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How to Perform Stretching Exercises?

A stability ball is an excellent means for post-workout stretching. Initially, it was used for physical therapy in offices, but these days, the stability ball is used in most gymnasiums’ fitness classes as well as in personal training sessions. Ball stretching targets all the muscles of the body with some unique and challenging exercises. You can open up your chest, hips, and back while building stability and balance with these relaxing moves. However, make sure you consult a doctor before trying this stretching if you have any illnesses, injuries, or other conditions.

For ball stretching, all you need to have is a stability ball and a mat, and you can try all of the following exercises.

Chest Stretch
ball stretchingThis stretch opens up the chest and releases tight muscles. People who sit in front of their computers all day with hunched shoulders are most likely to have tight chest muscles, so this can be an excellent exercise for them. Start by sitting on the stability ball and walking the feet forward until only your neck and shoulder blades are supported by the ball. Keep your feet flat on the floor and bend the knees. Relax your hips and allow for a stretch through the abdominals. Let the arms relax to the sides, opening the chest. You should hold this position for at least twenty to thirty seconds before walking yourself back to the original position. Repeat the exercise thrice.

Shoulder & Back Stretch
This ball stretching exercise loosens the muscles in the upper back while allowing you to open up the shoulder blades. You need to stand in front of the ball, bend forward from the hips, and place the pinky-side of your right hand on the ball. While slightly bending the knees, roll the ball toward the left, opening up the right shoulder blade and keeping the hips square. Before switching to the other side, hold for three to five breaths.

Upper Back Stretch
This relaxes the muscles in the upper back and shoulders and eases the tightness in your lower back. Kneel down with the stability ball placed in front of you with your toes on the floor. Place both hands on the ball and roll forward gently while rounding through your upper back. Drop the head between your arms and pull the hips down toward your heels. Hold this position for twenty to thirty seconds before you roll back to the starting position. Repeat the exercise twice or thrice.

Full Spinal Stretch
This stretching exercise eases the tightness throughout the back. Sit on the stability ball and walk the feet out so that the ball is underneath your spine. Keep your feet flat on the floor and your knees bent. Hold the stretch for twenty to thirty seconds before you roll back onto your feet. Repeat the steps at least two to three times.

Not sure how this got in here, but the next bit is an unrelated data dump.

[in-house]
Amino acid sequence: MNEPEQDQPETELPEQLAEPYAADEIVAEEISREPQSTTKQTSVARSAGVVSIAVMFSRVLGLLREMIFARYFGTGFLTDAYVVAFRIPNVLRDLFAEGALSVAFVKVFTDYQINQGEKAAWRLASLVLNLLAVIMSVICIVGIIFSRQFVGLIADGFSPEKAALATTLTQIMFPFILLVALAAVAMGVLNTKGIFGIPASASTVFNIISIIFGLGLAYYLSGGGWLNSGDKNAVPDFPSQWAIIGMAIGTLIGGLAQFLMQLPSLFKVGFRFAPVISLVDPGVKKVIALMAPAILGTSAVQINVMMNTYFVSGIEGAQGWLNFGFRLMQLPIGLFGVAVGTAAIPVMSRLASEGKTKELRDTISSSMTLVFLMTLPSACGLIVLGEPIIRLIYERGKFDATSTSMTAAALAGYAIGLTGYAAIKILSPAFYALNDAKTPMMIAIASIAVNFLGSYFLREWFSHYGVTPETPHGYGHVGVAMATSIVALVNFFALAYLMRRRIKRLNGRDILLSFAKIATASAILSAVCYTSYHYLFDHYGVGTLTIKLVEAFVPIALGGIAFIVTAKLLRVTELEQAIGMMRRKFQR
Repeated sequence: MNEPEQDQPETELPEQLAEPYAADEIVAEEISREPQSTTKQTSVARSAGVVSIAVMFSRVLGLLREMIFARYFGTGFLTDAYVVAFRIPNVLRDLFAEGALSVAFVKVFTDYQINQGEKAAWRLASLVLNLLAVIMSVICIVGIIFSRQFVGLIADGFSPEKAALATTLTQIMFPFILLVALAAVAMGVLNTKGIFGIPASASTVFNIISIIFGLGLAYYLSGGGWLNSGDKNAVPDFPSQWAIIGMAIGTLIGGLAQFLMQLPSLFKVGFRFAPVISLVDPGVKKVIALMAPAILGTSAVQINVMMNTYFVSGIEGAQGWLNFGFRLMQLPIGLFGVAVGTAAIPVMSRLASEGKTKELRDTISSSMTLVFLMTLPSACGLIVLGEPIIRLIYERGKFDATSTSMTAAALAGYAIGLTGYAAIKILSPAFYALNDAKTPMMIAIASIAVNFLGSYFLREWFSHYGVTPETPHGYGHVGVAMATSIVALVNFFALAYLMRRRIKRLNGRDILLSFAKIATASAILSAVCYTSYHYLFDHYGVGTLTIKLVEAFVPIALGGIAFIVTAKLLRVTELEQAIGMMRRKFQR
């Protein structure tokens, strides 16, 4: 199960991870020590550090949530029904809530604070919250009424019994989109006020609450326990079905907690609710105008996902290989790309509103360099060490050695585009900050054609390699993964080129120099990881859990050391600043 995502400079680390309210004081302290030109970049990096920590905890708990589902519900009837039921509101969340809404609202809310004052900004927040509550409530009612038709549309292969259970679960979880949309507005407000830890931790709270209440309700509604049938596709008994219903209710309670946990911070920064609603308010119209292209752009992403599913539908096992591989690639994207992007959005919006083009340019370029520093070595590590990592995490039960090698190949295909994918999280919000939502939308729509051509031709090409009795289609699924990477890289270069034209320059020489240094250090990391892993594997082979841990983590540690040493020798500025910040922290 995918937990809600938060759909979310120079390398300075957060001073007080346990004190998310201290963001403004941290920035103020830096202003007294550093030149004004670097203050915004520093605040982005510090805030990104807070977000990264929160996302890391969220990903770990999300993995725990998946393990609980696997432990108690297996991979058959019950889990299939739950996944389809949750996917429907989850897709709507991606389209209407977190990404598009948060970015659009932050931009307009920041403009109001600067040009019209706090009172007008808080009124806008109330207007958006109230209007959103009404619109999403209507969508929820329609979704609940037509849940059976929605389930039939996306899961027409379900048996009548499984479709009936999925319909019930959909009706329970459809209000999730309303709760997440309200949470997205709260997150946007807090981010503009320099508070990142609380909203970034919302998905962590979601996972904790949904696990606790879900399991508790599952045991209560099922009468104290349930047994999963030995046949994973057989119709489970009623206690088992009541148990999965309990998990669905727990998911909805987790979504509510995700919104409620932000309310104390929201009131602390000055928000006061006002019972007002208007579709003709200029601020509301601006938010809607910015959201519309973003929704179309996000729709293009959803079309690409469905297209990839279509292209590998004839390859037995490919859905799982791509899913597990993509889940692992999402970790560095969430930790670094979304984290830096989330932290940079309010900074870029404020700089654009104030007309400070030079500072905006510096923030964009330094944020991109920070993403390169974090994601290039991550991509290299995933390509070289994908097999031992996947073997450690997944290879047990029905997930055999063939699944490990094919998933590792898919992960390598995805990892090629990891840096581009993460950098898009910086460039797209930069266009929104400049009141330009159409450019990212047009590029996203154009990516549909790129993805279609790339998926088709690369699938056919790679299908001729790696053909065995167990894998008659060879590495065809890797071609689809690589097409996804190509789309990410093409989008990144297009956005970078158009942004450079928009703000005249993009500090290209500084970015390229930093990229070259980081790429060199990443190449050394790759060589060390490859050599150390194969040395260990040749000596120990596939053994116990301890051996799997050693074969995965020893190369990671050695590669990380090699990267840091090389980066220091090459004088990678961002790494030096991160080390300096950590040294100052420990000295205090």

Full Body Stretch
The stretch relaxes the spine as well as releases the tight shoulder and abdominal muscles. It is perfect for people who are suffering from sciatic pain. Lie face down on the stability ball so that your stomach is on the ball, and your feet should be shoulder-width apart with your legs relaxed and toes on the floor. Allow the arms to relax over the front of the ball. Next, slowly straighten your legs behind you with your hands reaching toward the floor and letting the hips fall toward the ground. You should hold the stretch for thirty seconds and release by walking your feet back in toward the ball. Repeat the exercise two to three times. To make this stretch more dynamic, you can add a slight roll, like moving forward and back over the ball and pushing with the feet.

Hip Circles on the Ball
The circular motion of this ball stretching exercise releases the tight lower back muscles while increasing flexibility. You can sit on the stability ball with the feet flat on the floor and knees bent at 90-degree angles. Sit up straight and extend through the spine, pulling your abdominals in. Slowly move the hip in a clockwise circular motion. Before circling in the counter-clockwise motion, repeat the circular motion fifteen to twenty times.

Hip Stretch
This ball stretching workout also uses spinal rotation to stretch the lower back. You should lie flat on the back with your toes pointing up and heels on the ball. Bend your knees at 90-degree angles and extend your arms along the floor to your sides at shoulder height. Keep the shoulder blades on the floor while slowly dropping the knees to the right. Make sure your feet remain on the ball as the ball rolls with your movement. Hold the position for twenty to thirty seconds before returning to the original position and repeat the stretch on your opposite side, dropping the knees to the left. Repeat this exercise three to four times on each side.

Hip Flexor Stretch
Avid exercisers and runners will benefit from this hip flexor stretch. You need to straddle the ball in a lunge position and keep your right leg in front of it and your knees directly over your ankles. Extend the left leg behind the ball and keep the toes pointing forward. Using the hips, roll the ball forward slowly while pressing the left hip into the ball. As your front knee remains bent, keep the abdominals pulled in tight and back leg straight. To improve the intensity of the stretch, raise the shoulders, extending them through the spine and lifting through the chest. You should hold the stretch for twenty to thirty seconds and then repeat with the other leg.

The series of ball stretching exercises outlined here can be done both individually and as a group. With regular workouts, they can provide pain relief and enhance your body’s flexibility and range of motion. Also, they will improve your balance as they force you to engage your core muscles during every exercise. Stretching is best done when your muscles are warm, so it is recommended to do ball stretching at the end of your gyming routine.